My life as a reader began with picture books like Monster Mama by Liz Rosenberg and Stephen Gammel, which led me to The Scarecrow Walks At Midnight by R. L. Stine, which in turn led me to The Strange Case of Dr Jekyll and Mr Hyde. After that I discovered Crew’s 13, an anthology of horror stories (edited by Gary Crew) which included The Facts In The Case Of M. Valdemar by Edgar Allan Poe and The Monkey’s Paw by W. W. Jacobs. After falling in love with Frankenstein I later discovered Stephen King, and…

Pardon me. I got lost down memory lane for a second there. Where was I? Oh yes, the Scream series. I was told to write four books.

‘About what?’ I asked.

‘Something scary,’ I was told.

I’m not a brave person, so it wasn’t hard to find four things which frightened me. I started with the obvious – spiders. Big ones. I thought about the zoo in Singapore where I was invited to hold a tarantula, and I channeled all that skin-crawling terror into The Spider Army.

the-spider-armyI remembered having a Venus flytrap in my room as a kid, and uneasily watching it sit, perfectly still, mouth open, fangs wide, just waiting for an unwary fly to make one false step. This became the tingling spine of The Human Flytrap. (I was delighted to discover that the first edition literally screamed at readers when they opened the cover.)

I thought back to a holiday in Queensland when my brother and I found ourselves surrounded by lemon sharks. Being immersed in dark water, unable to scream and too frightened to move as these otherworldly creatures whipped past gave me the inspiration for The Squid Slayer.

But my favourite of the four books was a bit meta. The horror stories I loved had something in common – the monsters weren’t based on existing myths. There were no werewolves, no witches, no vampires. Instead they unleashed something completely new and bizarre, and paradoxically, the weirdness of the creatures made them more believable.

I remembered all the times I’d been reading a scary book and I’d started to wonder if maybe, just maybe, the terrifying events depicted within might actually be true. I tried to capture this sensation in The Haunted Book.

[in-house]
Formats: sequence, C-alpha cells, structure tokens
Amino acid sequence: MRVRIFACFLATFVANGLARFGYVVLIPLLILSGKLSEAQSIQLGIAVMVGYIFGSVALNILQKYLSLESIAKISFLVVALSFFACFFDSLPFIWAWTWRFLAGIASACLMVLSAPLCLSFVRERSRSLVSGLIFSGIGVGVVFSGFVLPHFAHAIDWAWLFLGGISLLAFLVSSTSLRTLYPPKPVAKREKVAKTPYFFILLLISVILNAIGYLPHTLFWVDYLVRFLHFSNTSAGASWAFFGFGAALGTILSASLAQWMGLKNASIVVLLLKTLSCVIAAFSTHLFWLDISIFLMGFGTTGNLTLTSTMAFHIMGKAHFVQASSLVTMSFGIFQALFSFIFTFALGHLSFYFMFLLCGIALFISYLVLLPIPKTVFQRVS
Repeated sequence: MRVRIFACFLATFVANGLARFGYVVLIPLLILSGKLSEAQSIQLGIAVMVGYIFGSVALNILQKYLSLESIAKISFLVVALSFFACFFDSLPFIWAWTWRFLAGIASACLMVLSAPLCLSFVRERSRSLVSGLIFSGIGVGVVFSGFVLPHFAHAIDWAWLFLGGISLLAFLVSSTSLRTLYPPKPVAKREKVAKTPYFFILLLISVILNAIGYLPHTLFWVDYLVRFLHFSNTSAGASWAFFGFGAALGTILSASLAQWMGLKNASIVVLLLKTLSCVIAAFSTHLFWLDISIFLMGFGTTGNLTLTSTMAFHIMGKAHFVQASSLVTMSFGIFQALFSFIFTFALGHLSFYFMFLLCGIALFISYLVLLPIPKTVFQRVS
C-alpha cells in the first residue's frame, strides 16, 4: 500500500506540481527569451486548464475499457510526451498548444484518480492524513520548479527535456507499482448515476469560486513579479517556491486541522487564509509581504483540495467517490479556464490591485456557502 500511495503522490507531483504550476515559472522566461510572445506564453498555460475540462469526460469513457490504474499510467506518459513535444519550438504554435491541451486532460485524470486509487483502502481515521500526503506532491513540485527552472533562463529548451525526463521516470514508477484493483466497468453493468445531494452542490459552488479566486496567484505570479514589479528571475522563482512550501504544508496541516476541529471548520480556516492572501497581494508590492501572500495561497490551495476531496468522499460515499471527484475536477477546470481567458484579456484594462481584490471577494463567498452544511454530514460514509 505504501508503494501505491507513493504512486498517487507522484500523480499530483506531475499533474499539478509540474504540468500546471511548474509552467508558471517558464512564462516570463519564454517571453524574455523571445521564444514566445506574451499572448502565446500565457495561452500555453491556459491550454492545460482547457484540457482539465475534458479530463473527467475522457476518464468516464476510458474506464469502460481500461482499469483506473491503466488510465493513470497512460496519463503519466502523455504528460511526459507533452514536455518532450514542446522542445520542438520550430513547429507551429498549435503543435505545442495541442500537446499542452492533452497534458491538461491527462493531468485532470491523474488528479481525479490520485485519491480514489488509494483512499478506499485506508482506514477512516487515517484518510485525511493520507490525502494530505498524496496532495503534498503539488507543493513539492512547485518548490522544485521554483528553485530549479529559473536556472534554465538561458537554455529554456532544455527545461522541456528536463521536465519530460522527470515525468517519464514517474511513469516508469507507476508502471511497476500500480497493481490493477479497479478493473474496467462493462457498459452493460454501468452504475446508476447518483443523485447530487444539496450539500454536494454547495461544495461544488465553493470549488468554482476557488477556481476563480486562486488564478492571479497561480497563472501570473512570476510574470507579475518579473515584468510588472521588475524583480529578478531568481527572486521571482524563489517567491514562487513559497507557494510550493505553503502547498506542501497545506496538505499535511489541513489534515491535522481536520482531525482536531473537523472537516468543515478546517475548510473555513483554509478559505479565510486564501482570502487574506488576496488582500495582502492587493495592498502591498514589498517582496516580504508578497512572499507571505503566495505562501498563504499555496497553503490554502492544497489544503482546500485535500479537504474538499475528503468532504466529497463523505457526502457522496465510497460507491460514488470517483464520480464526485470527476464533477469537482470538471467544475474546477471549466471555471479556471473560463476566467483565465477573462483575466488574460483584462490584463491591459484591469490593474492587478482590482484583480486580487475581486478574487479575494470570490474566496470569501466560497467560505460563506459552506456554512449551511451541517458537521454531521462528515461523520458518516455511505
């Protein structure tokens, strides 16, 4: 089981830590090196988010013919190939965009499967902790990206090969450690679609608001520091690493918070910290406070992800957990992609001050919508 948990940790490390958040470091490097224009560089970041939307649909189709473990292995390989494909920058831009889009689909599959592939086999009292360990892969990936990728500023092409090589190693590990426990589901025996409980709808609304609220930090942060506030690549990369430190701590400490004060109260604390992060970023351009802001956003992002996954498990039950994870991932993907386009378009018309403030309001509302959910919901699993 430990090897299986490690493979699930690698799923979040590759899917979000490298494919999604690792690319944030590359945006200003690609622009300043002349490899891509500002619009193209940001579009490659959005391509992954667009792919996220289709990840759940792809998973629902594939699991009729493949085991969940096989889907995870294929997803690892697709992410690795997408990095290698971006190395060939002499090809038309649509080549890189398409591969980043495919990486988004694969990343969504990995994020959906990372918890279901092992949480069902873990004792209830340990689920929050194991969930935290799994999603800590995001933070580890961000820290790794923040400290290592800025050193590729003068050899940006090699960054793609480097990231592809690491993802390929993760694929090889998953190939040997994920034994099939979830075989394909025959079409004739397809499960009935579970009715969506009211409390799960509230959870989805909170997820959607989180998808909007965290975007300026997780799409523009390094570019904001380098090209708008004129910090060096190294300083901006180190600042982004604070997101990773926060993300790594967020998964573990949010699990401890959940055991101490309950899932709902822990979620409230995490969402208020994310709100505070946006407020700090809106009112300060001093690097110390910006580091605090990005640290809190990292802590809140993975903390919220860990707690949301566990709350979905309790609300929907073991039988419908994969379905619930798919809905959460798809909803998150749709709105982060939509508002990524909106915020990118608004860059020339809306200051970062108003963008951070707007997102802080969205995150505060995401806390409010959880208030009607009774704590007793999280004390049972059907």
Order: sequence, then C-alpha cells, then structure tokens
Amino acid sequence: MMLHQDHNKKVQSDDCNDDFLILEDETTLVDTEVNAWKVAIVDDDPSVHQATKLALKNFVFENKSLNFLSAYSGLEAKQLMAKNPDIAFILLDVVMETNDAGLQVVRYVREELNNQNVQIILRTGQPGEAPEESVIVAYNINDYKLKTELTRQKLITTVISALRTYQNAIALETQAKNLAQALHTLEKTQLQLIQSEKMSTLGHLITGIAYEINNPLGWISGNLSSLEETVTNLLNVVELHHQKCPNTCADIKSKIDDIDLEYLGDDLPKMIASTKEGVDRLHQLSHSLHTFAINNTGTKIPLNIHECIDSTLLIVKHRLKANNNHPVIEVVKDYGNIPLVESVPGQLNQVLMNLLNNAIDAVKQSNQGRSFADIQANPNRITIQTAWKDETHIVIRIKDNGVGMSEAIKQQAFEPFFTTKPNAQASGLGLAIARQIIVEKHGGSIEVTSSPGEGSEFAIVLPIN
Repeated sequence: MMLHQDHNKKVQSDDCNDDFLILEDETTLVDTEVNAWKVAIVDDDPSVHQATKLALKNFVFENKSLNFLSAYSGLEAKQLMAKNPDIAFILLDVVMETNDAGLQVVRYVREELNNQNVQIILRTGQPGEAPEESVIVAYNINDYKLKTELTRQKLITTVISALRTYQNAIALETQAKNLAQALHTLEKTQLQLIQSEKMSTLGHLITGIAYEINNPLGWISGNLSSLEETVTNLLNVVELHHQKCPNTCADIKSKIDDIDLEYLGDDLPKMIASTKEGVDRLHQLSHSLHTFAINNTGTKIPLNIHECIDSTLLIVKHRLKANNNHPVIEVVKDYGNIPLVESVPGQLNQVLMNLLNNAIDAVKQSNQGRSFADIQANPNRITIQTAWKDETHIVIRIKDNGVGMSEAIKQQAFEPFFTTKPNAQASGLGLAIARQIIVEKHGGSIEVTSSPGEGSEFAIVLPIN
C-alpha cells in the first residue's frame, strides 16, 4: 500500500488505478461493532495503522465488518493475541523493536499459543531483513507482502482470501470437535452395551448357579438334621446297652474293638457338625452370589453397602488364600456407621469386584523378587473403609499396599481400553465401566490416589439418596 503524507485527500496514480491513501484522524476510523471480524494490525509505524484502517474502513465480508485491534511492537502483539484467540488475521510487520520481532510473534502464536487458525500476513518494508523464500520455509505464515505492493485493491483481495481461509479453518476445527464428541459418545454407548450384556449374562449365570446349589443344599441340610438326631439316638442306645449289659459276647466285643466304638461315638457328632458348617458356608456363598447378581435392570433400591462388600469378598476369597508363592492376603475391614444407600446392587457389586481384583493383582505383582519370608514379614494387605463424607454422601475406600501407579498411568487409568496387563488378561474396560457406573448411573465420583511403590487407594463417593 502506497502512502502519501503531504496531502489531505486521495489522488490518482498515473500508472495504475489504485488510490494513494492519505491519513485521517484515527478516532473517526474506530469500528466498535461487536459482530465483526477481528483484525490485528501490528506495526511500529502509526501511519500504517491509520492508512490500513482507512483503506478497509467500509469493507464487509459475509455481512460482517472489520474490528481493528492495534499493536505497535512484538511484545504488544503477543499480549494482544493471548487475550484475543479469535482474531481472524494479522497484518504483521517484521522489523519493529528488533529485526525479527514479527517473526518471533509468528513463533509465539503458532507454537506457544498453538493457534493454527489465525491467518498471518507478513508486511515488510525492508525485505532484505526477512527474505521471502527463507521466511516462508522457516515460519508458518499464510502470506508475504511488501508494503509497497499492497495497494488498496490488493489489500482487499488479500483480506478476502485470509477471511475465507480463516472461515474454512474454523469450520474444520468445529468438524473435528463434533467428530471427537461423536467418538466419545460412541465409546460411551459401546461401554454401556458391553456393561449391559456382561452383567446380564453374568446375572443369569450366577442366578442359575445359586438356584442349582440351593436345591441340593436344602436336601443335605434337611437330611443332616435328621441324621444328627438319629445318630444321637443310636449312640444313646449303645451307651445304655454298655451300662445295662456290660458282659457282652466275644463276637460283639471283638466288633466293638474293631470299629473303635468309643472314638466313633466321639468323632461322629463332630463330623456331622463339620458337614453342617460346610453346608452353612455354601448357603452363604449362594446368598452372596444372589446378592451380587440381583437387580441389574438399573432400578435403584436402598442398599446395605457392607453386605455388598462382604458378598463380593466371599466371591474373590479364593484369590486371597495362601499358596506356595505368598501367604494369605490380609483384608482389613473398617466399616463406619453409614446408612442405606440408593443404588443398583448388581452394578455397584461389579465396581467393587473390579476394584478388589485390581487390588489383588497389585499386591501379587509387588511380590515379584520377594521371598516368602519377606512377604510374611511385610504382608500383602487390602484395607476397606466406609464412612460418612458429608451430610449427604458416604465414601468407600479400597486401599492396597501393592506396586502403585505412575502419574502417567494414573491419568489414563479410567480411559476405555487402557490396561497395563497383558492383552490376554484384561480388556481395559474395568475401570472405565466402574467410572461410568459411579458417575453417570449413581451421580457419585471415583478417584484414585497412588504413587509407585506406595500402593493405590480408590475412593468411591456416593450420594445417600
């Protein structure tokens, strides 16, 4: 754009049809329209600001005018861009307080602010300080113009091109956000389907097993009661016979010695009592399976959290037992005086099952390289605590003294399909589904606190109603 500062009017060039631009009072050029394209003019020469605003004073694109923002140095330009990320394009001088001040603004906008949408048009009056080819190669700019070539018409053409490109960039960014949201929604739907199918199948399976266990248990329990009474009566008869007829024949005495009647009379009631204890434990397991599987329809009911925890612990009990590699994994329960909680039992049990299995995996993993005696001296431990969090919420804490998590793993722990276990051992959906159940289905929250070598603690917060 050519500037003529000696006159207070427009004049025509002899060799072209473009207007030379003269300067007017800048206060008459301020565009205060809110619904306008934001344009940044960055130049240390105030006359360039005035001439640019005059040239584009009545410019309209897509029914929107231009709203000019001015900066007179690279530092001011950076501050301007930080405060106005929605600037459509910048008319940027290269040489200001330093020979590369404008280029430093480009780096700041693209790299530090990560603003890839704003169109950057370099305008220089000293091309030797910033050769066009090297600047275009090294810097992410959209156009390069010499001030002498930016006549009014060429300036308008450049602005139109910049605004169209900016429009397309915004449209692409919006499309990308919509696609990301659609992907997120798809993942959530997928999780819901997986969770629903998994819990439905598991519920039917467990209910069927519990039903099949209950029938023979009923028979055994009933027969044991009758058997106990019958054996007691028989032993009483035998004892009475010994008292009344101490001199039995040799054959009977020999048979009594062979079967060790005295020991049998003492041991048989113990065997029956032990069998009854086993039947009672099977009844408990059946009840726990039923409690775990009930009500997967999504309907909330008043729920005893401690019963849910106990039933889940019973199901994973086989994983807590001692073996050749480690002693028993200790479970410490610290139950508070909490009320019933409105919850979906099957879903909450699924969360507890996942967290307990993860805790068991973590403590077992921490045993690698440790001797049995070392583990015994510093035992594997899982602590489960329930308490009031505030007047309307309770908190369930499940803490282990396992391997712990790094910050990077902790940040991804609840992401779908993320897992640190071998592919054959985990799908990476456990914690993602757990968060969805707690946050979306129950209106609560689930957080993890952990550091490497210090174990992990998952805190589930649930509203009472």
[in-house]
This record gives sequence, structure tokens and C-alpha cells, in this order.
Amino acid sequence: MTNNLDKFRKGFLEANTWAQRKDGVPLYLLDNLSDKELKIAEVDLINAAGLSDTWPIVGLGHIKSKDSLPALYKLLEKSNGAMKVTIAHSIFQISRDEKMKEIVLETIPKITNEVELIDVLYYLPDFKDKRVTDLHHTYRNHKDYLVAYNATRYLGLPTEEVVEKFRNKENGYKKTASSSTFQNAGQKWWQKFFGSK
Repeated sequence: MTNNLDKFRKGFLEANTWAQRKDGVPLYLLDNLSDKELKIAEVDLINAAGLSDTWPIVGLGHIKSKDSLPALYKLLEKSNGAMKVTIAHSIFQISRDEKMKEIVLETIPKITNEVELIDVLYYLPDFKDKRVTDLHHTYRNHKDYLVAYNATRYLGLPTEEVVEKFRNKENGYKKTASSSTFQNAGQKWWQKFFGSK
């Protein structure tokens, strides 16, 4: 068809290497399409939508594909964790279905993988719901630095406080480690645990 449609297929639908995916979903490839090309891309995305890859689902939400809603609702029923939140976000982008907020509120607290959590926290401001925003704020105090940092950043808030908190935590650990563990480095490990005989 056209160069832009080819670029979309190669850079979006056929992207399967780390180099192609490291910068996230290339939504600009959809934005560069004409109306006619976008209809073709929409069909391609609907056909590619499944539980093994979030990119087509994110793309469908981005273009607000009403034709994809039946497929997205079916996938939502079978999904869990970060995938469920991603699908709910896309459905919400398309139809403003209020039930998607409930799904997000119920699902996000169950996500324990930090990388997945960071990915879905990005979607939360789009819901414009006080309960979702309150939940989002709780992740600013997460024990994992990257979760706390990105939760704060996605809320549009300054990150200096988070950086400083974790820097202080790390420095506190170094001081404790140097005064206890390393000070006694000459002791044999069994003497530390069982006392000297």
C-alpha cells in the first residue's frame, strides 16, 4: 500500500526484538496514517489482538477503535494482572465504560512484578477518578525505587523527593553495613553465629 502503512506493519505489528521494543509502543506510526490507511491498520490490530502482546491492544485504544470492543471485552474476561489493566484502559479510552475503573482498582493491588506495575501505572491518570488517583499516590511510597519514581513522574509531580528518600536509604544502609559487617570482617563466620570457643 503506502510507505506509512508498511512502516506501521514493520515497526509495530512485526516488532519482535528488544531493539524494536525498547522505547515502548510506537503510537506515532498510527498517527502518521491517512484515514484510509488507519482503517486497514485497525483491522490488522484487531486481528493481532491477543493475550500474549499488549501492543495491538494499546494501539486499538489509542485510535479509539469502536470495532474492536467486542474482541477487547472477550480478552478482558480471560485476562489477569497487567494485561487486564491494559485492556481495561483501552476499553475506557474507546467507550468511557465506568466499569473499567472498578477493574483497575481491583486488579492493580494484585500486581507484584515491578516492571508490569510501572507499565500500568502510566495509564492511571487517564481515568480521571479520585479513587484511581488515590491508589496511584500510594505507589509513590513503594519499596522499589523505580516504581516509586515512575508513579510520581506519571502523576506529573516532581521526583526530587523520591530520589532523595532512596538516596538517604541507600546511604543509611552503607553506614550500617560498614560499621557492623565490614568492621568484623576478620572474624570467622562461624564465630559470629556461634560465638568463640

People have asked me if it’s appropriate to expose a nine-year old to the frightening stuff in the Scream series. I tell them that I read books just like these as a kid, and I turned out all right.

Then I go home to write more disturbing stories and then sleep – with the lights on.

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Scream series by Jack Heath

When I was a kid the only spooky books I could find were the Goosebumps books by R.L. Stine.  Thankfully there are more and more authors writing seriously spooky books for kids and one of those authors is Jack Heath.  Jack Heath’s Scream series (published by Scholastic) is perfect for those kids who love R.L. Stine’s short and spooky stories.  The covers of the Scream series even look a bit like Goosebumps books.

The Scream series is set in Axe Falls, where a cargo ship ran aground years ago.  Ever since then the town has been plagued by ‘mysterious disappearances, terrifying visions and unusual events.’  The books follow four local kids who wonder what was the cargo? And will anyone survive long enough to find out?  So far there are four books in the series: The Human Flytrap, The Spider Army, The Haunted Book and The Squid Slayer. You don’t have to read them in a particular order so start with whatever one you like.  They are guaranteed to give you a fright.

Check out this video of Jack Heath talking about the series and check out his Seriously Spooky Guest Post here on the blog.

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Seriously Spooky Month: Guest Post – Gareth P. Jones

As part of my Seriously Spooky Month I asked some of my favourite spooky authors to write a guest post for My Best Friends Are Books.  Today I’m joined by Gareth P. Jones, author of my favourite funny book about ghosts, Constable and Toop, and the forthcoming Death and Ice Cream.  Gareth talks about why he loves writing about death.  Thanks for joining me Gareth!

“Honestly, Gareth, why do you have to write about death?”

My new novel (published by Hotkey Books) comes out January 2016, and I already know that my mum won’t like it because of its title. It is called Death or Ice Cream?

“Why can’t you write a nice book like Little Women?” she says.

“I think because I was born a hundred years too late,” I reply. “Also, I’ve not read it but I have seen that episode of Friends about it and I’m pretty sure someone does die in it. Beth possibly?”

“Black Beauty then.”

“I’m not massively keen on horses.”

My mum’s real question is: “Why do you have to write about death?”

Firstly, I should explain that I don’t only write about death. I have three series of books (Ninja Meerkats, The Dragon Detective Agency and The Adventures of the Steampunk Pirates) in which the vast majority of the characters make it to the end. I have also written the text for two picture books, (The Dinosaurs are Having a Party and Are You the Pirate Captain?) which are very light on the subject of mortality.

But when it comes to writing my standalone novels, I am often drawn to the subject of death. The Thornthwaite Inheritance is about a pair of twins trying to kill each other, The Considine Curse begins with a funeral, and Constable & Toop is a Victorian ghost story named after a real undertakers.